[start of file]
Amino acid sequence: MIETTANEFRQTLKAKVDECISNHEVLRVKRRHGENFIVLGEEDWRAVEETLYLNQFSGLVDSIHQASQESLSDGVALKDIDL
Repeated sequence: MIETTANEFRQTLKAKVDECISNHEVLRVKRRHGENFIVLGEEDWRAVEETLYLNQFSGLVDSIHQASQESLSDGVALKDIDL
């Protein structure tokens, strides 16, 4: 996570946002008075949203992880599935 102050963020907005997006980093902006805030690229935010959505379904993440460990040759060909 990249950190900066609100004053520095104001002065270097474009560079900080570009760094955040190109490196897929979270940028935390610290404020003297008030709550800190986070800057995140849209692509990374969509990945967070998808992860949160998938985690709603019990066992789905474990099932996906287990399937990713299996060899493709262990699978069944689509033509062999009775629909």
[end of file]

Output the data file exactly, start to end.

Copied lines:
Amino acid sequence: MIETTANEFRQTLKAKVDECISNHEVLRVKRRHGENFIVLGEEDWRAVEETLYLNQFSGLVDSIHQASQESLSDGVALKDIDL
Repeated sequence: MIETTANEFRQTLKAKVDECISNHEVLRVKRRHGENFIVLGEEDWRAVEETLYLNQFSGLVDSIHQASQESLSDGVALKDIDL
């Protein structure tokens, strides 16, 4: 996570946002008075949203992880599935 102050963020907005997006980093902006805030690229935010959505379904993440460990040759060909 990249950190900066609100004053520095104001002065270097474009560079900080570009760094955040190109490196897929979270940028935390610290404020003297008030709550800190986070800057995140849209692509990374969509990945967070998808992860949160998938985690709603019990066992789905474990099932996906287990399937990713299996060899493709262990699978069944689509033509062999009775629909």